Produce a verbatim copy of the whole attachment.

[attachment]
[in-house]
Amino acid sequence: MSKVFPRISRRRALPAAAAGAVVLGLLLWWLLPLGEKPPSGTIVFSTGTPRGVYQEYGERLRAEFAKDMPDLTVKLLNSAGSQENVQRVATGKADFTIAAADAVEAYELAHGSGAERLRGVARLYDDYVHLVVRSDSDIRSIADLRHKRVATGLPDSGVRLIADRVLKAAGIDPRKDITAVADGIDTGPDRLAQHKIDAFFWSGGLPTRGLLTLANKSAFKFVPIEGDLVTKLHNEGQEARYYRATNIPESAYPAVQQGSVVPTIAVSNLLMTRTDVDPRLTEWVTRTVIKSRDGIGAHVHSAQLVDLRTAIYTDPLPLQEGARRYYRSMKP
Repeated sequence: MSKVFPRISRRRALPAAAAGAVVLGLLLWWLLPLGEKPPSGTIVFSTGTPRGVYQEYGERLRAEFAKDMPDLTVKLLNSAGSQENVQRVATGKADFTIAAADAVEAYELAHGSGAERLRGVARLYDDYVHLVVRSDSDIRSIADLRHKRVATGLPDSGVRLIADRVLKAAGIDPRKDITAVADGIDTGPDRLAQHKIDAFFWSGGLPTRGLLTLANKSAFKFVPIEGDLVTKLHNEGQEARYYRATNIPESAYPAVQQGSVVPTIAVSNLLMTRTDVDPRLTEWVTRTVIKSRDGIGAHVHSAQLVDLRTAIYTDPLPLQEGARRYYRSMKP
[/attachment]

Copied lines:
[in-house]
Amino acid sequence: MSKVFPRISRRRALPAAAAGAVVLGLLLWWLLPLGEKPPSGTIVFSTGTPRGVYQEYGERLRAEFAKDMPDLTVKLLNSAGSQENVQRVATGKADFTIAAADAVEAYELAHGSGAERLRGVARLYDDYVHLVVRSDSDIRSIADLRHKRVATGLPDSGVRLIADRVLKAAGIDPRKDITAVADGIDTGPDRLAQHKIDAFFWSGGLPTRGLLTLANKSAFKFVPIEGDLVTKLHNEGQEARYYRATNIPESAYPAVQQGSVVPTIAVSNLLMTRTDVDPRLTEWVTRTVIKSRDGIGAHVHSAQLVDLRTAIYTDPLPLQEGARRYYRSMKP
Repeated sequence: MSKVFPRISRRRALPAAAAGAVVLGLLLWWLLPLGEKPPSGTIVFSTGTPRGVYQEYGERLRAEFAKDMPDLTVKLLNSAGSQENVQRVATGKADFTIAAADAVEAYELAHGSGAERLRGVARLYDDYVHLVVRSDSDIRSIADLRHKRVATGLPDSGVRLIADRVLKAAGIDPRKDITAVADGIDTGPDRLAQHKIDAFFWSGGLPTRGLLTLANKSAFKFVPIEGDLVTKLHNEGQEARYYRATNIPESAYPAVQQGSVVPTIAVSNLLMTRTDVDPRLTEWVTRTVIKSRDGIGAHVHSAQLVDLRTAIYTDPLPLQEGARRYYRSMKP